Amaechi said that he stood his ground on remaining as the Chairman of the forum because it was his democratic right and he should be commended for upholding the values of democracy rather than being criticized for not resigning.
Speaking on the purported low turnout of governors at the last NGF retreat owing to the crisis, Amaechi stated that the absentee governors have a choice to attend or not, but in the interest of the country, they need to attend.
On allegations made by the People’s Democratic Party, PDP, that Governor Amaechi had been squandering the funds of the state. Amaechi referred to the statement as a lie by someone “who did not go to school”.
Speaking further on the issue, he said that he personally does not like commissioning ceremonies as he did not feel right about asking people to see him doing what is supposed to be his job, but he had to start this because of allegations like the ones made by the PDP.
He noted that he invited former president, Olusegun Obasanjo to commission projects in his state in order to ensure that the several projects executed by his administration could be verified. He also made reference to his publicly criticized rail project, which he boasted was highly commended by the former president because of the number of jobs it would create in the state.
When asked about the source of funding for the Nigerian Governors’ Forum, Governor Amaechi said that they get money from donor agencies and as a club they also contribute money among themselves.
Unknown gunmen have attacked Kuran Mota and Mararabar Rindu villages in Faskari council and Unguwar Rimi village in Sabuwa Council Area of Katsina State, killing about 60 people and injuring many others.
An eyewitness told our correspondent that the gunmen who stormed the communities with 20 power bike motorcycles and AK47 rifles at about 6pm also killed a district head and carted away several cows belonging to local herdsmen.
The gunmen also launched a fresh attack on the two local governments on Wednesday, forcing natives to flee from their villages for fear of being killed.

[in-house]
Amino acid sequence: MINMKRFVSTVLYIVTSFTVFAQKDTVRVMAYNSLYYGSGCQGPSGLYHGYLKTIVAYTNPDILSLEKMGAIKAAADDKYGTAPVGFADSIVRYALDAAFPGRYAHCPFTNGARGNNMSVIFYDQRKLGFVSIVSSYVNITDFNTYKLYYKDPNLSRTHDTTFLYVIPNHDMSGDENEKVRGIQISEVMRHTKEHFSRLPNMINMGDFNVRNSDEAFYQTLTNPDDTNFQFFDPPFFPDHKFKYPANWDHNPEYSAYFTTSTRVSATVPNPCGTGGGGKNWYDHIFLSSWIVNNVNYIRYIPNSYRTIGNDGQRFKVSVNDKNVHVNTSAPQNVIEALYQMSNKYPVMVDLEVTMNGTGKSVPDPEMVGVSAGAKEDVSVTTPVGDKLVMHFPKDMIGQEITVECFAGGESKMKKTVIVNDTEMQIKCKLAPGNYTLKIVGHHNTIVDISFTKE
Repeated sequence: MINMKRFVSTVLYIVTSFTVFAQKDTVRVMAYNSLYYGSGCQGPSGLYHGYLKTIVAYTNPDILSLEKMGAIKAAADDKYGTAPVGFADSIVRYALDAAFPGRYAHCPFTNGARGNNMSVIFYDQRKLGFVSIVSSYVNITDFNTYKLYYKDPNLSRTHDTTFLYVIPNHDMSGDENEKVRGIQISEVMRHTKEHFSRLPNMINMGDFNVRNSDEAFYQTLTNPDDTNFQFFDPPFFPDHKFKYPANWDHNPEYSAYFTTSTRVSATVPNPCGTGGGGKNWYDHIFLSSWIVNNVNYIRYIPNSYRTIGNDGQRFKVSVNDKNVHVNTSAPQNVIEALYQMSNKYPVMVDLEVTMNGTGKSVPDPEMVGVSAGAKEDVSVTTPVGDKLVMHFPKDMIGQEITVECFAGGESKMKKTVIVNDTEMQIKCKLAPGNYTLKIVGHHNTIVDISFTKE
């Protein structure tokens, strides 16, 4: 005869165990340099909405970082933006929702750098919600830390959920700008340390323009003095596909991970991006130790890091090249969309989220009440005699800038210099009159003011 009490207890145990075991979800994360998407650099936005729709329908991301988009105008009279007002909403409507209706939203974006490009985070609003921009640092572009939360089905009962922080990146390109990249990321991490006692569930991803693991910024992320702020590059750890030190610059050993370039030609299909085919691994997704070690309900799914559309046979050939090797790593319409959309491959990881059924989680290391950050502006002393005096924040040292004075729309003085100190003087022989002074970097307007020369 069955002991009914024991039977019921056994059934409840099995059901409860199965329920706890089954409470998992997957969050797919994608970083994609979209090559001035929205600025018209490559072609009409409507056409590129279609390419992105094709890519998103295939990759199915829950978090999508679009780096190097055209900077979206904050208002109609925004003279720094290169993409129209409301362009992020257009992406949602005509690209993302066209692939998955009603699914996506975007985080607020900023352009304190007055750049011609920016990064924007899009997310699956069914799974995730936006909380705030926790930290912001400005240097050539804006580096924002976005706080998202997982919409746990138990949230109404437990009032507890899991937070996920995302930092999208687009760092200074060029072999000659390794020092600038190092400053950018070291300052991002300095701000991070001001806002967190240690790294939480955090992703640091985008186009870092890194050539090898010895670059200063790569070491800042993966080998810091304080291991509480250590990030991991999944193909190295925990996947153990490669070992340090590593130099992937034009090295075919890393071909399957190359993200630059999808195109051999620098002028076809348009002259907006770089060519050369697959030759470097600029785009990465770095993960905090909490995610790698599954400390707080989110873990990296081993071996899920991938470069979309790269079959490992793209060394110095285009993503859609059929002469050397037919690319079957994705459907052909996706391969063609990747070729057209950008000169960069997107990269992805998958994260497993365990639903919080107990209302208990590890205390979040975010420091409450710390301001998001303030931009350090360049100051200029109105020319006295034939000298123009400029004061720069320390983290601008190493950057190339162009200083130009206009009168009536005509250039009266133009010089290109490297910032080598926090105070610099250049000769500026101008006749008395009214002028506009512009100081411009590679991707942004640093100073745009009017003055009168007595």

A community leader told Channels Television that there was no presence of security men in the affected villages, as all the policemen and other security operatives were deployed to the state capital, ahead of President Goodluck Jonathan’s visit to the state on Thursday.
There has been no official confirmation of the incident as efforts to speak with the Special Adviser to the Katsina State Governor on Media, Mr. Sani Manunfasi, and the Police Spokesman in the state, Aminu Sadik, have been unsuccessful.
The mission of the Ministry of Health is to develop and implement policies and programmes and undertake other actions to deliver effective, efficient, quality and affordable health services.
The Federal Ministry of Health has been in the news for the wrong reasons at different times. Strikes and threats of strike, rivalry among health sector professionals, lack of equipment and many more, tend to overshadow the progress being made by the ministry to improve Nigeria’s health indicators.
The Minister of Health, Professor Onyebuchi Chukwu has been in charge since the year 2010, and he joins us on this edition of ‘View From The Top’.
The Minister said that the Government was not doing badly, as it had recorded a reduction of maternal mortality rate in Nigeria by 56 per cent, which he said was no mean achievement.
In terms of immunisation, the government had also achieved 80 per cent coverage.
He, however, said that the federal system of government that Nigeria was practicing was contributing to problems with health indices. He complained that although Nigerians are beginning to understand how federal system ought to work, there were some local governments that are still waiting for the Federal Government to come and do everything for them.
The Minister also spoke about the several plans of the ministry for the year 2014. Enjoy the interview.